Nola’s Other Pitch

Aaron Nola‘s curveball has received a lot of attention this year, and rightly so.  Nola has seemingly ridden an increased use of the pitch to raise his profile from solid starter to hearing whispers of “ace” just a month into the season. His curveball is undeniably excellent, possibly the best in the baseball, and now he’s throwing it more often without any decrease in effectiveness.

Year Thrown% Ball% Strike% Swing% Whiff%
2015 24% 28% 42% 49% 20%
2016 34% 27% 46% 48% 21%

It was a simple adjustment, and one that has been well documented. But while the curveball has gotten all the attention, it’s really only half the story behind Nola’s rise this year. The other half, the one where he has made the bigger adjustment, is the two seam fastball.

Nola has increased the use of his two seamer in almost identical fashion to his curve. The pitch accounted for a little less than a quarter of all his pitches in 2015. This year, he’s throwing it over a third of the time. And when batters have put the pitch in play, it’s being hit on the ground two out of three times. Ground balls can’t leave the ballpark, and they rarely turn into extra bases, so the benefit of throwing the pitch is obvious.

The caveat with the two seam fastball is that it isn’t much of a swing and miss offering. But Nola has been able to mitigate the lack of whiffs with an increase in called strikes. The increase hasn’t been slight, either. You can see the difference in the year to year outcomes of his two seamer against right handed batters.

Year Ball% Strike% Swing% Whiff%
2015 29% 28% 44% 4%
2016 30% 44% 28% 4%

Nola is hitting the strike zone at the same rate, but getting significantly fewer swings at the pitch. And it’s not dumb luck that hitters are suddenly laying off his fastball. Nola has made a distinct adjustment in his location of the pitch

In 2015, Nola was throwing his two seamer down and in to right handed hitters. This year, he’s living on the outside corner. Because Nola gets almost 11 inches of arm-side run on the two seamer, he has to throw the pitch toward the left hand batter’s box in order to catch the outer part of the plate. You can understand how this would make it difficult for a right handed hitter to commit to swinging at the pitch.  The result has been a lot of called strikes and perplexed looks from opposing hitters.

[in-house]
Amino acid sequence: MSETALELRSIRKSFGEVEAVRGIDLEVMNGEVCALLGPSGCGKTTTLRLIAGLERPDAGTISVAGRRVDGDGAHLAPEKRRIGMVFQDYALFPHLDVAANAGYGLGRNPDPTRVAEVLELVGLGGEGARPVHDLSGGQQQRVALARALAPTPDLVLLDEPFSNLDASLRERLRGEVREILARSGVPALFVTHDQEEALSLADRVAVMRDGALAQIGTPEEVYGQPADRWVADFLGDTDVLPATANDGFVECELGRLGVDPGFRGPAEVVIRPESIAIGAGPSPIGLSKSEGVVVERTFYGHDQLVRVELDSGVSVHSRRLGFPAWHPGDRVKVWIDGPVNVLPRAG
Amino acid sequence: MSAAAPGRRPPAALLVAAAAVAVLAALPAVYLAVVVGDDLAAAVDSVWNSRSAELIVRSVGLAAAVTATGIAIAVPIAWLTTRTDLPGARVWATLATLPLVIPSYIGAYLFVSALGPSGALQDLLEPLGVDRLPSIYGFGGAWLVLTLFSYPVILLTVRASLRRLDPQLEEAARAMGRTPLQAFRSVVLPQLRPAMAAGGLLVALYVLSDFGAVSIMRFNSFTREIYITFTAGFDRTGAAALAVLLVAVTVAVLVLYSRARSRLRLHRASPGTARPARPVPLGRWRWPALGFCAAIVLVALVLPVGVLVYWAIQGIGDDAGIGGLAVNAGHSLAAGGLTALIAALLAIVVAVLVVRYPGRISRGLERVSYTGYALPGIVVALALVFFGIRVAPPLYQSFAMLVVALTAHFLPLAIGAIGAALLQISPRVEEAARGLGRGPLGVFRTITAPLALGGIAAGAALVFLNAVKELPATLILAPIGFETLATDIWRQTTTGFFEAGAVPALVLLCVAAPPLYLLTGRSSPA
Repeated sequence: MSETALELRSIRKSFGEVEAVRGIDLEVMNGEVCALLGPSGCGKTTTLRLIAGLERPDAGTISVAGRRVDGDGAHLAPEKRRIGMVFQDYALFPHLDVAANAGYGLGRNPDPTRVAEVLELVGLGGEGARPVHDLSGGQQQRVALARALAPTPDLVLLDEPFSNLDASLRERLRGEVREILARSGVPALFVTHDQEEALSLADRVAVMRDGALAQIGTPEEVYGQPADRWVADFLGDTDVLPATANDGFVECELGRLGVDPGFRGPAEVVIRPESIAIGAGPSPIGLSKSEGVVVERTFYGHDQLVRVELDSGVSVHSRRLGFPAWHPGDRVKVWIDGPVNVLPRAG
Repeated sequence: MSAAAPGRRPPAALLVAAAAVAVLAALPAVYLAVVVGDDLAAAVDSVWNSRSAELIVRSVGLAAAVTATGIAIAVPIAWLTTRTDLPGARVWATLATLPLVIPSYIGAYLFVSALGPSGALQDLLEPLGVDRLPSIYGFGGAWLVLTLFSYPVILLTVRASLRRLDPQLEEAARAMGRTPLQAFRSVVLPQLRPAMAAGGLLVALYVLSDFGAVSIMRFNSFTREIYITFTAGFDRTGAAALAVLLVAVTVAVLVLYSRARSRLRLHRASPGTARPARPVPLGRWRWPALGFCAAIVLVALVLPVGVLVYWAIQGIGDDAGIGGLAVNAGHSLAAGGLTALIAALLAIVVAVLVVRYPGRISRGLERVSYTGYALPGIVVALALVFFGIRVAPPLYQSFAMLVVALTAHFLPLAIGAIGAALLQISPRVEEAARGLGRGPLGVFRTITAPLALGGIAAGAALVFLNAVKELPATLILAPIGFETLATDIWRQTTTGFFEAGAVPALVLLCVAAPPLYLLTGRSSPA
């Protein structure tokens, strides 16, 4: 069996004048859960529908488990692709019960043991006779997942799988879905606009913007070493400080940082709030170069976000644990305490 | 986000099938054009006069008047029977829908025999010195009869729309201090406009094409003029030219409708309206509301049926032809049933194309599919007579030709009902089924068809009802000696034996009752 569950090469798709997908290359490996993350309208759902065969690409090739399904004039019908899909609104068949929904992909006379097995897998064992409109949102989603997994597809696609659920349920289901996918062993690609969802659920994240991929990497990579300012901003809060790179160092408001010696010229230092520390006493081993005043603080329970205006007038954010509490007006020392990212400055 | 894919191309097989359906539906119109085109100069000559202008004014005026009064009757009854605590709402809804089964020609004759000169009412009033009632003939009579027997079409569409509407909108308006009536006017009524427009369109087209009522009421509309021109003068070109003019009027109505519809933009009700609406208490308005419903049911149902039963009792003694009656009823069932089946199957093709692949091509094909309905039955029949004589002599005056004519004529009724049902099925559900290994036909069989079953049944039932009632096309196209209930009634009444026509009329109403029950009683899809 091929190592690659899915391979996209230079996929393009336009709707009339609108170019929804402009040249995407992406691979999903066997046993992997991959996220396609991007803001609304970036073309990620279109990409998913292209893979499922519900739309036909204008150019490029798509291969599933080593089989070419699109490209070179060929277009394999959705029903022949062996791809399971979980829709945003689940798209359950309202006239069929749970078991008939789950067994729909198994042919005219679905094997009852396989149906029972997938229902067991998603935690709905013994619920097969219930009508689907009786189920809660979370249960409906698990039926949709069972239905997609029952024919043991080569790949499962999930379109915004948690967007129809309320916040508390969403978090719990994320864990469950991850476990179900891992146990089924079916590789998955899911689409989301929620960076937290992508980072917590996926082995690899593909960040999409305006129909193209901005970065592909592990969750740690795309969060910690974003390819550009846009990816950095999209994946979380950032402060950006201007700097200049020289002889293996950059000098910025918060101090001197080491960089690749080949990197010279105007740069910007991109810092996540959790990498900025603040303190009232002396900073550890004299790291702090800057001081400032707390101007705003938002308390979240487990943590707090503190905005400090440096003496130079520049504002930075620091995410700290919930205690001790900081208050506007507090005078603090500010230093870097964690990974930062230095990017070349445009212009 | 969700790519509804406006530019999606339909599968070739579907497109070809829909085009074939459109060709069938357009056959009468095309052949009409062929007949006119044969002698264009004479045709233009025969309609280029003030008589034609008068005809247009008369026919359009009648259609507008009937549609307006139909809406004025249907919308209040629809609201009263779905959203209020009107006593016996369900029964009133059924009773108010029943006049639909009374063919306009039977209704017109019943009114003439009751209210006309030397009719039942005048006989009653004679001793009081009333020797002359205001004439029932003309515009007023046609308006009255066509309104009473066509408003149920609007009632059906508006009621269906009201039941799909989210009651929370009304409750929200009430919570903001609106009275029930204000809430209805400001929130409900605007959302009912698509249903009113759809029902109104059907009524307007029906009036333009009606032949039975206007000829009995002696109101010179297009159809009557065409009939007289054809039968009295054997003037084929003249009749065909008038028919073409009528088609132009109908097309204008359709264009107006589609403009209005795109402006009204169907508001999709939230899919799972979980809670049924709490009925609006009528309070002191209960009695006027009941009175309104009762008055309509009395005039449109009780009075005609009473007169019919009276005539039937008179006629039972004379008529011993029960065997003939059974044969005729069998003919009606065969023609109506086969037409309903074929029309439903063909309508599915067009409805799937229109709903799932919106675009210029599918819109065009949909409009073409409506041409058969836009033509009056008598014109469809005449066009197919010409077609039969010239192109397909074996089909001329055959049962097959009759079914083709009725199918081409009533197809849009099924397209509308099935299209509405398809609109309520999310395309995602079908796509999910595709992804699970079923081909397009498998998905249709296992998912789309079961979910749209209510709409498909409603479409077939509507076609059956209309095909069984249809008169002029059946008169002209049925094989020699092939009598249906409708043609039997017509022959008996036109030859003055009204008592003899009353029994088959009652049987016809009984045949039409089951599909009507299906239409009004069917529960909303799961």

But what about left handed batters?

Year Ball% Strike% Swing% Whiff%
2015 50% 12% 38% <1%
2016 39% 27% 41% 7%

Nola is not only throwing more two seamers in the strike zone, he’s benefiting from more called and swinging strikes on the pitch. And like he’s done with right handed batters, Nola has changed his pitch location to lefties as well.

The difference isn’t as dramatic, but it’s still distinct. Nola is keeping to the outside edge, but he’s noticeably up in the zone from last year. Aside from being in the zone more often, there’s not an obvious answer as to why he’s getting the better results. My speculation is that by staying up in the zone with the two seamer, it’s hiding the curveball better, or maybe I should say the curveball is hiding the two seamer. If the initial trajectory of the two pitches is similar, it would make it difficult for the hitter to distinguish one pitch from the other, leading to late swings and bats left on shoulders. Whatever the reasoning, it’s given Nola a respectable fastball against opposite handed hitters.